IOC Members [Edit]

The International Olympic Committee (IOC) consists of a group of individual members, whose role is to spread the message of Olympism and the tenets of the Olympic Movement. IOC Members are considered by the IOC to be ambassadors not from their nations to the IOC, but from the IOC to their nations. IOC Members are co-opted into these positions by the IOC Session. In reality, until 2000 the IOC President usually proposed members for co-optation and they were virtually rubber stamped by the IOC Session. Until the 1980s there was only one category of membership, as members were co-opted for life. In the 1980s an age limit was instituted, which has varied from 70 to 80, but is currently essentially at 70 (for members elected after 1999), at which time IOC Members are required to step down. A second category was then established for these former members, called Honorary Members. In the 1990s, IOC President Juan Antonio Samaranch expanded the concept of IOC Membership, and established three further categories of membership:

  1. National Olympic Committee (NOC) Presidents;
  2. International Federation (IF) Presidents; and
  3. Athlete Members.

NOC and IF Presidents only remain IOC Members while they continue to hold that role within their own organizations. Athlete Members are members nominated by the Athletes Commission after each Olympic Games and Olympic Winter Games, and continue in that role on the IOC for eight years. In the late 1990s Samaranch established a sixth category of IOC Membership, that of Honour Members. These were five internationally recognized persons chosen for their prominence but who otherwise had little to do with the Olympic Movement. Four of these five Honour Members have either died or resigned, leaving former United States’ Secretary of State Henry Kissinger as the only remaining Honour Member in 2015. In 2018 IOC President Thomas Bach appointed Youssoupha Ndiaye as the first new Honour Member since the category was instituted by Samaranch.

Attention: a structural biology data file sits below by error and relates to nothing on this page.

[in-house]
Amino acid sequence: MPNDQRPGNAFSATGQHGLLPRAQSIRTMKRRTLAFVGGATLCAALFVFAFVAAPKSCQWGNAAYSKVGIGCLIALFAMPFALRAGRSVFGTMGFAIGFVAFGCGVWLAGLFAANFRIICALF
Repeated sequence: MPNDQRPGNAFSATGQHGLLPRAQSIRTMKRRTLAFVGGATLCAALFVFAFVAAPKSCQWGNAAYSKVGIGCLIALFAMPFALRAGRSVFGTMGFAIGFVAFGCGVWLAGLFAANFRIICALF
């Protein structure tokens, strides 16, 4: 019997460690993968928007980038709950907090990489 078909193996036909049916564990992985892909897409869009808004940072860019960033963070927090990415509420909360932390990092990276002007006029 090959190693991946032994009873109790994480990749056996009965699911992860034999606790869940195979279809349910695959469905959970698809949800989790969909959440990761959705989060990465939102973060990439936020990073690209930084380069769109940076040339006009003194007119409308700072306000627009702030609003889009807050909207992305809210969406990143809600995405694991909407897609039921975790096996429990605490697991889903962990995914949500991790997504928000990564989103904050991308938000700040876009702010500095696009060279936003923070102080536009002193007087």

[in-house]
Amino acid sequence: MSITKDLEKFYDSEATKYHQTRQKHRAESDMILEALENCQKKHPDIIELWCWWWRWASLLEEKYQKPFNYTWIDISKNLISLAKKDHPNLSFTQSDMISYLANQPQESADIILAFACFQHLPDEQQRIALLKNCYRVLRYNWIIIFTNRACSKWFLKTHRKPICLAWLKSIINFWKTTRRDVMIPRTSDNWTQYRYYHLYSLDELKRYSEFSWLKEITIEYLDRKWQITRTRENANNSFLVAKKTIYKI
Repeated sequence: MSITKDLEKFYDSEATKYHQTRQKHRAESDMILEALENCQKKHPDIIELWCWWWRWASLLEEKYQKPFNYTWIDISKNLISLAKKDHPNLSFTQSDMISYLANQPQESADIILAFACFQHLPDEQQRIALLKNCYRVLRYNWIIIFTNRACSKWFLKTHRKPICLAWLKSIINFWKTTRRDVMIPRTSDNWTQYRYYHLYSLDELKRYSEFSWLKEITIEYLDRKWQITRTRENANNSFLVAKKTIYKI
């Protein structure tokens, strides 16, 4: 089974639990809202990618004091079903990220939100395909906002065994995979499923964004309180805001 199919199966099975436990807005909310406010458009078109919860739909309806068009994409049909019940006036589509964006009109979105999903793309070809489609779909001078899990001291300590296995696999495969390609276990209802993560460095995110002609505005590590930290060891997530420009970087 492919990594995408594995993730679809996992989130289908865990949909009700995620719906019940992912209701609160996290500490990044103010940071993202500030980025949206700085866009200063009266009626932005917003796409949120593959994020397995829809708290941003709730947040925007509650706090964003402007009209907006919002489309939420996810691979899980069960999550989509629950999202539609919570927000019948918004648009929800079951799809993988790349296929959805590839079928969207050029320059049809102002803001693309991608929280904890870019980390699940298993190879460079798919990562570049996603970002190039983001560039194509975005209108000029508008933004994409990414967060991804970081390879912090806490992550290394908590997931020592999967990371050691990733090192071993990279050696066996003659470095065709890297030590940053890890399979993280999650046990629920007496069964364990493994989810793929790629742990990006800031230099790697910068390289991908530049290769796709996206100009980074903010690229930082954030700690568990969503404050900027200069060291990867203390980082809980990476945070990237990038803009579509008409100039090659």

After the Olympic Bribery Scandal and the work of the IOC 2000 Commission the methods of becoming and continuing in IOC membership were changed. Since 12 December 1999 the IOC Membership has been limited to 115 members, with the following maxima: 1. 70 individual members; 2. 15 athlete members; 3. 15 NOC presidents; and 4. 15 IF presidents.

Further, a Nominating Committee was established which proposes potential members to the IOC Session for final vote. The age limit for membership was set at 70-years-old for those who have been elected after 1999, but members elected between 1967 and 1999 were grandfathered under the old rules, allowing them to stay until they turned 80. Further, individual members were no longer to be elected for life, but would serve for eight years, after which time they could be re-elected. The term of office of members is only unlimited and without an age limit for those elected before 1966. The last IOC member under this rule was João Havelange when he resigned in 2011 aged 95.

Historically, most nations would have only one IOC Member, while some larger nations, or those nations which had hosted an Olympic Games or Olympic Winter Games, would be permitted to have two. In the early years of the IOC this restriction did not hold and some European nations had three or four IOC Members. The IOC 2000 Commission capped this at one individual member per nation, although current IOC Members were grandfathered in, allowing many nations to retain two individual members. Athlete members, NOC president members, and IF president members do not count in this category and there are no restrictions on their national representation. In fact, in 2010, there were five Swiss IOC members. IOC membership is dominated by Europeans, and as of 2015, over 40% of IOC Members were from European nations.